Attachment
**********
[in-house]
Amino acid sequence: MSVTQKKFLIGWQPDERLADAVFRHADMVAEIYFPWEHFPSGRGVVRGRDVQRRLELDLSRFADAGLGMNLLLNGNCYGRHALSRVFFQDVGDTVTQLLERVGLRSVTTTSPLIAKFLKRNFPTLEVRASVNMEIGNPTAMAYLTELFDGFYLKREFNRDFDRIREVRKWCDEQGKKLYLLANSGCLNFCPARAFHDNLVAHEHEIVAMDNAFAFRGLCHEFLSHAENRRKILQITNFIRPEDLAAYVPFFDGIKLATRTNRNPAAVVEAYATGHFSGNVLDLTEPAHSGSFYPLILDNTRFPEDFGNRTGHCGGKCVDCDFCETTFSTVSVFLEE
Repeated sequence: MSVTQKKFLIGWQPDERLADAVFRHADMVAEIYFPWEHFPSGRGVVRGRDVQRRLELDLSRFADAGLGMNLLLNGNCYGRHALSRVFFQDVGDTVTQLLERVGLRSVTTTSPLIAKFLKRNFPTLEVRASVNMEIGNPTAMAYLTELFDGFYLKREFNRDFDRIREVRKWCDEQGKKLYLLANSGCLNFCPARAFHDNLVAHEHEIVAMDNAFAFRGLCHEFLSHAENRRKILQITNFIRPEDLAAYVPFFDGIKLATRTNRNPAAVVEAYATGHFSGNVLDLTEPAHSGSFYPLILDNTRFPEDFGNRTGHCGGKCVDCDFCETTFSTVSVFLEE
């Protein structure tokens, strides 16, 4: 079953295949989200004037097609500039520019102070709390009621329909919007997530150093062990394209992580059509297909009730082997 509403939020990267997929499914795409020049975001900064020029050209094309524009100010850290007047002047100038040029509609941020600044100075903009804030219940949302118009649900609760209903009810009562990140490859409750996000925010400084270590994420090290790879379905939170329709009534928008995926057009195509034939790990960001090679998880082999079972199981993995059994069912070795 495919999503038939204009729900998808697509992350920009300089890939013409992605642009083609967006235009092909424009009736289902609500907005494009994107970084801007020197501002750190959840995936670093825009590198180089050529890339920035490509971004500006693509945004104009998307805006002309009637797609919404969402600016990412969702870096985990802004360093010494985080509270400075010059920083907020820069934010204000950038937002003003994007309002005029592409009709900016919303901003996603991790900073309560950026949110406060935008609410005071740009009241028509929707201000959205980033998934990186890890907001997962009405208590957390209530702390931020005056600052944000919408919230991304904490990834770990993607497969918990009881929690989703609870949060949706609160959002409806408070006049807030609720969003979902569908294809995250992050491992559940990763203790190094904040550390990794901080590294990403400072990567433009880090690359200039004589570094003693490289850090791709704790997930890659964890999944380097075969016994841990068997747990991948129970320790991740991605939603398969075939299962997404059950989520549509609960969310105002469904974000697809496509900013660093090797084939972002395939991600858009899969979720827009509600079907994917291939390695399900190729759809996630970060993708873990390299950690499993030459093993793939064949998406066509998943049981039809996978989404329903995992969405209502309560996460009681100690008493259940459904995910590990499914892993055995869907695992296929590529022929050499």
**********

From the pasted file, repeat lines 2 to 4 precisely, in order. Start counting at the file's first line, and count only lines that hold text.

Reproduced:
Amino acid sequence: MSVTQKKFLIGWQPDERLADAVFRHADMVAEIYFPWEHFPSGRGVVRGRDVQRRLELDLSRFADAGLGMNLLLNGNCYGRHALSRVFFQDVGDTVTQLLERVGLRSVTTTSPLIAKFLKRNFPTLEVRASVNMEIGNPTAMAYLTELFDGFYLKREFNRDFDRIREVRKWCDEQGKKLYLLANSGCLNFCPARAFHDNLVAHEHEIVAMDNAFAFRGLCHEFLSHAENRRKILQITNFIRPEDLAAYVPFFDGIKLATRTNRNPAAVVEAYATGHFSGNVLDLTEPAHSGSFYPLILDNTRFPEDFGNRTGHCGGKCVDCDFCETTFSTVSVFLEE
Repeated sequence: MSVTQKKFLIGWQPDERLADAVFRHADMVAEIYFPWEHFPSGRGVVRGRDVQRRLELDLSRFADAGLGMNLLLNGNCYGRHALSRVFFQDVGDTVTQLLERVGLRSVTTTSPLIAKFLKRNFPTLEVRASVNMEIGNPTAMAYLTELFDGFYLKREFNRDFDRIREVRKWCDEQGKKLYLLANSGCLNFCPARAFHDNLVAHEHEIVAMDNAFAFRGLCHEFLSHAENRRKILQITNFIRPEDLAAYVPFFDGIKLATRTNRNPAAVVEAYATGHFSGNVLDLTEPAHSGSFYPLILDNTRFPEDFGNRTGHCGGKCVDCDFCETTFSTVSVFLEE
């Protein structure tokens, strides 16, 4: 079953295949989200004037097609500039520019102070709390009621329909919007997530150093062990394209992580059509297909009730082997 509403939020990267997929499914795409020049975001900064020029050209094309524009100010850290007047002047100038040029509609941020600044100075903009804030219940949302118009649900609760209903009810009562990140490859409750996000925010400084270590994420090290790879379905939170329709009534928008995926057009195509034939790990960001090679998880082999079972199981993995059994069912070795 495919999503038939204009729900998808697509992350920009300089890939013409992605642009083609967006235009092909424009009736289902609500907005494009994107970084801007020197501002750190959840995936670093825009590198180089050529890339920035490509971004500006693509945004104009998307805006002309009637797609919404969402600016990412969702870096985990802004360093010494985080509270400075010059920083907020820069934010204000950038937002003003994007309002005029592409009709900016919303901003996603991790900073309560950026949110406060935008609410005071740009009241028509929707201000959205980033998934990186890890907001997962009405208590957390209530702390931020005056600052944000919408919230991304904490990834770990993607497969918990009881929690989703609870949060949706609160959002409806408070006049807030609720969003979902569908294809995250992050491992559940990763203790190094904040550390990794901080590294990403400072990567433009880090690359200039004589570094003693490289850090791709704790997930890659964890999944380097075969016994841990068997747990991948129970320790991740991605939603398969075939299962997404059950989520549509609960969310105002469904974000697809496509900013660093090797084939972002395939991600858009899969979720827009509600079907994917291939390695399900190729759809996630970060993708873990390299950690499993030459093993793939064949998406066509998943049981039809996978989404329903995992969405209502309560996460009681100690008493259940459904995910590990499914892993055995869907695992296929590529022929050499």